Truly revolutionary. Letting the public write their own parliamentary bills - there would surely be madness and mayhem! But wait… Read more about Petitions
I’ll say this about current organic/simple/house church proponents: they certainly understand the value of a good story. They’re excellent at finding words and pictures to express what they’re doing and why it’s good. But a metaphor is, by definition, not the truth but something that stands for the truth. Read more about House church metaphors and narratives
So much digital ink has already been spilled on the subject of Wikileaks that I wasn’t sure there was any interesting contribution left to make. But yesterday I was helping to teach our MA course on leadership and organisational change, and we were looking at the idea of the third wave and what it means for organisations.
During the session, I mentioned that I thought Wikileaks was an incredibly important demonstration of what Manuel Castells calls decentered interconnectedness. At which point Rob said “and look for the rest on Simon’s blog in the next few days.” Which I took to be a challenge… Read more about What Wikileaks says about us as a species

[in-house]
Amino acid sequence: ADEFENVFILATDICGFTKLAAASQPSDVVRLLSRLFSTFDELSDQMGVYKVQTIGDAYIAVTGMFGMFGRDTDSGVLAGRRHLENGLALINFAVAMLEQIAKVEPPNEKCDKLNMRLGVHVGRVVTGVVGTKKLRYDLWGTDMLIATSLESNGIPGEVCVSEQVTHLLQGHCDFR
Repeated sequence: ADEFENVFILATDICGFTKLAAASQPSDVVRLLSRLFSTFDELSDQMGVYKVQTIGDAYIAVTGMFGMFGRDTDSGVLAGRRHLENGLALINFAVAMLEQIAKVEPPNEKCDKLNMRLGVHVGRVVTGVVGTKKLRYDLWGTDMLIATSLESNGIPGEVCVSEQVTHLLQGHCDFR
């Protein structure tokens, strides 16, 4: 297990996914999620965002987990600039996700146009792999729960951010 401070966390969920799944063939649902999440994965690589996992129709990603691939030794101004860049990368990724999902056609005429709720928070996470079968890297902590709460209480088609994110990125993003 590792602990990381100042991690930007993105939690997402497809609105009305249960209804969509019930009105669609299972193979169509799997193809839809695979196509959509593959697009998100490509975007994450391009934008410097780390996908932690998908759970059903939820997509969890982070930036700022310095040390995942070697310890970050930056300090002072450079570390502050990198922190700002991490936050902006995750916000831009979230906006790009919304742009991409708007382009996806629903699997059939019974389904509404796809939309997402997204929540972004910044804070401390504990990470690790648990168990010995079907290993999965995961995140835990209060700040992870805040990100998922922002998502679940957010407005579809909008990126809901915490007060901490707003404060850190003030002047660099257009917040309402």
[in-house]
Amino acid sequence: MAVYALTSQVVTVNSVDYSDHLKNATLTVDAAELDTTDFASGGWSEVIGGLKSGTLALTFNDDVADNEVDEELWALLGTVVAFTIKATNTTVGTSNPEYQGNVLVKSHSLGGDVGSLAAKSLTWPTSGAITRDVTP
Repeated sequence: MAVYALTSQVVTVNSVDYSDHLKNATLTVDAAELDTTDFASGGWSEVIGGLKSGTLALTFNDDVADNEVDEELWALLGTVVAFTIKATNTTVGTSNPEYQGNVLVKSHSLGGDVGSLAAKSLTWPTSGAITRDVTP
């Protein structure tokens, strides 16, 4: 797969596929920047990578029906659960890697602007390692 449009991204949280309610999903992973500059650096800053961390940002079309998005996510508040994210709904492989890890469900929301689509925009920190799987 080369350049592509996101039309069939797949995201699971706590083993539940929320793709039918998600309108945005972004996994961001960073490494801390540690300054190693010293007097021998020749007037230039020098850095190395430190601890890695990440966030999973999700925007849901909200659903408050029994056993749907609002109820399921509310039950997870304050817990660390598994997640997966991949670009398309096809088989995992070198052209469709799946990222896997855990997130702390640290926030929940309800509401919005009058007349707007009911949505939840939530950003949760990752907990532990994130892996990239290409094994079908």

I love Twitter. I love the interaction, the openness and the flatness of it all. But it does have its downsides. And Christian leaders on Twitter, my goodness, drive me up the wall.
There are a number of factors at play. Partly there’s an echo chamber effect where people retweet and pass on things uncritically around a circle of friends, hardly interacting with those who have a different opinion. And 140 characters isn’t much space to develop an intelligent thought. But for Christians there’s an added danger: they’re trying to be inspiring. And everything else, like truth, be damned, in this hunt for twee repeatability. Read more about Tweeting and tweeness
Last week my mentor challenged me about my devotional life. I confessed that I often only dipped into the Bible these days when I’m preparing a sermon or similar. Sometimes I do pick it up just to read, but not regularly.